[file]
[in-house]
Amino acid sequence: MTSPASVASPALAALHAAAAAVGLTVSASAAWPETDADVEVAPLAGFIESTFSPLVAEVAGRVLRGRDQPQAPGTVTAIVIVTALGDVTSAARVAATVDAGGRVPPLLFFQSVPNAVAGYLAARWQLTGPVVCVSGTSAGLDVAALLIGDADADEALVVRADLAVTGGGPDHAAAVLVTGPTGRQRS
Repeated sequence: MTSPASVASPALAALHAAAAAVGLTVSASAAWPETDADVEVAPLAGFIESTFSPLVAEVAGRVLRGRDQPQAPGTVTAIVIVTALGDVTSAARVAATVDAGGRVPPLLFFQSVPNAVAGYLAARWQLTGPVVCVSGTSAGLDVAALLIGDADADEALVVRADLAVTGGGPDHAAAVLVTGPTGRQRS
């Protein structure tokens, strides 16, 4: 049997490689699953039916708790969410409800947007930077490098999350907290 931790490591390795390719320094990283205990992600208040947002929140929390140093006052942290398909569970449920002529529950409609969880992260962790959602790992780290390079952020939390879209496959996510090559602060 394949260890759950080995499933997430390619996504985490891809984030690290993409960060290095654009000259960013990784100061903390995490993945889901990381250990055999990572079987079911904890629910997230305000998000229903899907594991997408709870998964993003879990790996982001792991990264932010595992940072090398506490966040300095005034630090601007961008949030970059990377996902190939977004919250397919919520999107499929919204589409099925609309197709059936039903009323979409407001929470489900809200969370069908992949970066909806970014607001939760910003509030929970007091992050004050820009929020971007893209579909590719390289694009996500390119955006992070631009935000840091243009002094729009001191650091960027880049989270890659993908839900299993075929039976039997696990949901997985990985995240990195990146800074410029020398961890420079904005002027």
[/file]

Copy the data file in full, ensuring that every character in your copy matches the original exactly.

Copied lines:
[in-house]
Amino acid sequence: MTSPASVASPALAALHAAAAAVGLTVSASAAWPETDADVEVAPLAGFIESTFSPLVAEVAGRVLRGRDQPQAPGTVTAIVIVTALGDVTSAARVAATVDAGGRVPPLLFFQSVPNAVAGYLAARWQLTGPVVCVSGTSAGLDVAALLIGDADADEALVVRADLAVTGGGPDHAAAVLVTGPTGRQRS
Repeated sequence: MTSPASVASPALAALHAAAAAVGLTVSASAAWPETDADVEVAPLAGFIESTFSPLVAEVAGRVLRGRDQPQAPGTVTAIVIVTALGDVTSAARVAATVDAGGRVPPLLFFQSVPNAVAGYLAARWQLTGPVVCVSGTSAGLDVAALLIGDADADEALVVRADLAVTGGGPDHAAAVLVTGPTGRQRS
């Protein structure tokens, strides 16, 4: 049997490689699953039916708790969410409800947007930077490098999350907290 931790490591390795390719320094990283205990992600208040947002929140929390140093006052942290398909569970449920002529529950409609969880992260962790959602790992780290390079952020939390879209496959996510090559602060 394949260890759950080995499933997430390619996504985490891809984030690290993409960060290095654009000259960013990784100061903390995490993945889901990381250990055999990572079987079911904890629910997230305000998000229903899907594991997408709870998964993003879990790996982001792991990264932010595992940072090398506490966040300095005034630090601007961008949030970059990377996902190939977004919250397919919520999107499929919204589409099925609309197709059936039903009323979409407001929470489900809200969370069908992949970066909806970014607001939760910003509030929970007091992050004050820009929020971007893209579909590719390289694009996500390119955006992070631009935000840091243009002094729009001191650091960027880049989270890659993908839900299993075929039976039997696990949901997985990985995240990195990146800074410029020398961890420079904005002027």